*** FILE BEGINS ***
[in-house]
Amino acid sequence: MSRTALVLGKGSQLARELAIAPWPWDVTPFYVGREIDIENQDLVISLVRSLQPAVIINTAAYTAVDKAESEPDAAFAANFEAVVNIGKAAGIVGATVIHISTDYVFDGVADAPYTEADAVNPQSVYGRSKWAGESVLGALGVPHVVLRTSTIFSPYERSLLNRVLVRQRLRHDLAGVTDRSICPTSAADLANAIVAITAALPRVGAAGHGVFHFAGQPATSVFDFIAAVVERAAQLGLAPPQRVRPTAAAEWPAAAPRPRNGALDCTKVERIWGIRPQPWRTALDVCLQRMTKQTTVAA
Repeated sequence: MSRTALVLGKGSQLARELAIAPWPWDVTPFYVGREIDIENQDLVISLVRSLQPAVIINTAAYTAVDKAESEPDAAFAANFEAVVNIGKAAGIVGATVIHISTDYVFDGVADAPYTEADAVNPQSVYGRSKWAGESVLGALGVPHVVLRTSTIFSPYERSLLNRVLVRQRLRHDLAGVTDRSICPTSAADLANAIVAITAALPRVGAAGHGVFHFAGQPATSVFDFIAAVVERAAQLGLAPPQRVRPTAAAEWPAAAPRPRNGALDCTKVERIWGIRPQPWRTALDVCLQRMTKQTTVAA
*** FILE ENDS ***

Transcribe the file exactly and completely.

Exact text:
[in-house]
Amino acid sequence: MSRTALVLGKGSQLARELAIAPWPWDVTPFYVGREIDIENQDLVISLVRSLQPAVIINTAAYTAVDKAESEPDAAFAANFEAVVNIGKAAGIVGATVIHISTDYVFDGVADAPYTEADAVNPQSVYGRSKWAGESVLGALGVPHVVLRTSTIFSPYERSLLNRVLVRQRLRHDLAGVTDRSICPTSAADLANAIVAITAALPRVGAAGHGVFHFAGQPATSVFDFIAAVVERAAQLGLAPPQRVRPTAAAEWPAAAPRPRNGALDCTKVERIWGIRPQPWRTALDVCLQRMTKQTTVAA
Repeated sequence: MSRTALVLGKGSQLARELAIAPWPWDVTPFYVGREIDIENQDLVISLVRSLQPAVIINTAAYTAVDKAESEPDAAFAANFEAVVNIGKAAGIVGATVIHISTDYVFDGVADAPYTEADAVNPQSVYGRSKWAGESVLGALGVPHVVLRTSTIFSPYERSLLNRVLVRQRLRHDLAGVTDRSICPTSAADLANAIVAITAALPRVGAAGHGVFHFAGQPATSVFDFIAAVVERAAQLGLAPPQRVRPTAAAEWPAAAPRPRNGALDCTKVERIWGIRPQPWRTALDVCLQRMTKQTTVAA